AlabamaMosaic makes unique historical treasures from Alabama's archives, libraries, museums, and other repositories electronically accessible to Alabama residents and to students, researchers, and the general public in other states and countries. We do this by acting as a centralized searchable index for digital materials held by institutions across the state.
While we are not a repository of materials ourselves, we make other repositories more discoverable and accessible by indexing them here. Items you find while searching will take you to the item’s home repository. For example, if you find an item held by the Alabama Department of Archives and History, the page you access in AlabamaMosaic will have a link that directs you to that item in ADAH’s collection. You will need to follow the link to see that item.
AlabamaMosaic was initiated under a National Leadership Grant from the U.S. Institute of Museum and Library Services (IMLS) and is now a program of the Network of Alabama Academic Libraries (NAAL). The NAAL policy which governs AlabamaMosaic can be found at the NAAL Web site.
AlabamaMosaic is operated and managed by Auburn University Libraries on behalf of NAAL. The digital content is contributed by people and institutions participating in AlabamaMosaic. See Contributing Partners for an up-to-date list of participating institutions.
AlabamaMosaic contains digitized materials from libraries and archives. It includes digitized photographs, letters, manuscripts, postcards, books, maps, and slides, as well as digital files of audio recordings. Go to Browse Collections on AlabamaMosaic, click on the name of a contributor to see the collections and the kinds of materials that have been included.
Any institution with materials related to Alabama can apply to contribute. There is no charge to contribute digital materials to the database or to use AlabamaMosaic. Digital files indexed on AlabamaMosaic must be made available for educational and research use at no charge to the end user.
We support content management systems that use OAI-PMH plugins to make their metadata available to us. OAI-PMH stands for Open Archives Initiative Protocol for Metadata Harvesting. This is a mechanism that allows repositories to expose their structured metadata for their digital collections, which we then harvest into the search index.
In order for us to harvest metadata, the collection holder must have 'turned on' OAI-PMH access and provided us with an address for their metadata feeds. We currently have harvesting tools for CONTENTdm, DSpace, Omeka, Bepress, and Islandora. If your institution is currently invested in a different CMS that uses OAI-PMH, please contact us, and we will work with you to create a compatible metadata harvesting tool.
AlabamaMosaic is a statewide effort, and its current contributors assist other sites by giving advice on planning and creating digital collections. Contact us for more information on getting started with digital collections.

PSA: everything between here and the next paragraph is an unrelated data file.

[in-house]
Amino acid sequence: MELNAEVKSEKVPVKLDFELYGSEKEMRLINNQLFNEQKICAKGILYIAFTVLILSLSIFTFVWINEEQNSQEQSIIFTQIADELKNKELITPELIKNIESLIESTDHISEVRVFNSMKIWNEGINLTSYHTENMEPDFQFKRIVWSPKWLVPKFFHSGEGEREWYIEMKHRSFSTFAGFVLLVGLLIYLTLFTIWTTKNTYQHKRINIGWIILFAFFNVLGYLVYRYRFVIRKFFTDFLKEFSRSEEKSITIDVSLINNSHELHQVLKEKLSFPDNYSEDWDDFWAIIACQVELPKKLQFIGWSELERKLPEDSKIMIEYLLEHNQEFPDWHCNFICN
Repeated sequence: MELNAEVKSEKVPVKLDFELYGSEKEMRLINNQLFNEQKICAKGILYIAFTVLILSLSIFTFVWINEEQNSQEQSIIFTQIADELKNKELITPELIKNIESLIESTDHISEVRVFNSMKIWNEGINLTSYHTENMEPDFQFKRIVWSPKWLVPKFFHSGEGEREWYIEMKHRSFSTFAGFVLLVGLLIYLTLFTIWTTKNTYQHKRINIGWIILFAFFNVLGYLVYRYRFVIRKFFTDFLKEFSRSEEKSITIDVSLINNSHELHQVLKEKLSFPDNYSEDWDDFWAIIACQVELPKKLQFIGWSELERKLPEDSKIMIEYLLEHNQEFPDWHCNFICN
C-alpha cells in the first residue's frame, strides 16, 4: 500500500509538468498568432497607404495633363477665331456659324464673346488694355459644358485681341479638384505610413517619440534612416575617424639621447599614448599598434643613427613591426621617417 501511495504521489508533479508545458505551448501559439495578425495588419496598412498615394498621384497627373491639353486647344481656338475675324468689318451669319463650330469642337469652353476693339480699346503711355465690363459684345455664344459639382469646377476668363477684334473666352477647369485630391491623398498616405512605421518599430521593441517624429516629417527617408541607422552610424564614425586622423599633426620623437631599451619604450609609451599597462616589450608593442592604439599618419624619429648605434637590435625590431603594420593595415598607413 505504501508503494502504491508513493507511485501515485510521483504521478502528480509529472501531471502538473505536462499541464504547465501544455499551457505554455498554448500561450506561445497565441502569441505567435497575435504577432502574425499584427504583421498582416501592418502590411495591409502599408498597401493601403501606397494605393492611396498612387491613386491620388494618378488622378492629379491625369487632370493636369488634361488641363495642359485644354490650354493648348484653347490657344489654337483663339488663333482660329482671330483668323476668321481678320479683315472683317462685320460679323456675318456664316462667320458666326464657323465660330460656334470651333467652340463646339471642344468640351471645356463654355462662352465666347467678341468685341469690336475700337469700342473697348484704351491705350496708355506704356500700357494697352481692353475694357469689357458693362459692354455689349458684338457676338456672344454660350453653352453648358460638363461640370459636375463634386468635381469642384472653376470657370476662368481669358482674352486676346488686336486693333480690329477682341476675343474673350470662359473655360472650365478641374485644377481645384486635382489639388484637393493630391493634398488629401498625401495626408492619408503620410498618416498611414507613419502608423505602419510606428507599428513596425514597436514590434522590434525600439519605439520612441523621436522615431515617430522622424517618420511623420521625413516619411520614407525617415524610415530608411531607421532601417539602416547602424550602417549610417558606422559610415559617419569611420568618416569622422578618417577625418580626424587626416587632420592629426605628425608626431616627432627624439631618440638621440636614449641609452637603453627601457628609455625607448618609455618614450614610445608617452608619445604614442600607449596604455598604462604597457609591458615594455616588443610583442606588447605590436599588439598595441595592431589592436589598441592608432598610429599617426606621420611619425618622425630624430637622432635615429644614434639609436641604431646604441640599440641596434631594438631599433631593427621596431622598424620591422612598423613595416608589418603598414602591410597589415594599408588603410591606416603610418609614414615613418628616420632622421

First, complete and submit the Join Us form on the AlabamaMosaic Web site. We will review your completed form and get back to you with information on how to proceed-or with any concerns we have about your proposal.
Once your institution has been accepted as an AlabamaMosaic contributor, we will make every effort to help you. You can request advice on planning your digital collection, selecting appropriate scanning equipment, creating Dublin Core metadata, or other topics.
Our advice: start small. Do not try to create and contribute large digital collections until you gain experience in selecting and scanning materials for the collection, as well as creating metadata.
No. AlabamaMosaic is available for educational and research use at no cost. Anyone can use the content for instruction and personal research. However, there may be a charge to obtain high-resolution versions of the materials in AlabamaMosaic. Contact the contributing institution for information on reproduction fees.
Yes. The primary purpose of AlabamaMosaic is to support the study of Alabama history. The items in AlabamaMosaic may be used for classroom instruction, homework assignments, class projects, or other educational purposes. Use of the items should be consistent with U. S. Copyright Law (U.S. Code, Title 17) and the guidelines for fair use. The source should be credited appropriately.
If you use images from AlabamaMosaic, you should credit the source in any of your copies. Proper "attribution" or credit includes the creator/author of the item, the name of the item, the name of the copyright holder, and the phrase "Downloaded from [institution name] on [date]"
All the digital files in AlabamaMosaic are protected by copyrights held by the institutions that scanned the original materials. The original materials which were scanned may also be protected by copyright. The digital image may be used for instruction and personal research under the provision of "fair use" in U. S. Copyright Law. Under fair use, you may view, print, copy, and download digital files from the hosting institution without prior permission provided that you give proper credit to the source of the material every time you use it.
Use of the materials in AlabamaMosaic for commercial purposes or in publications is not permitted without prior permission. If you wish to use images from AlabamaMosaic in a publication or a commercial product, please contact the contributing institution for information about obtaining permission.
Generally, yes. Most institutions offer prints or high-resolution digital copies of materials contributed to AlabamaMosaic, for a fee. Please contact the contributing institution for information about the copyright status and permitted use of a specific item, or to inquire about obtaining a high-resolution copy for personal or commercial use.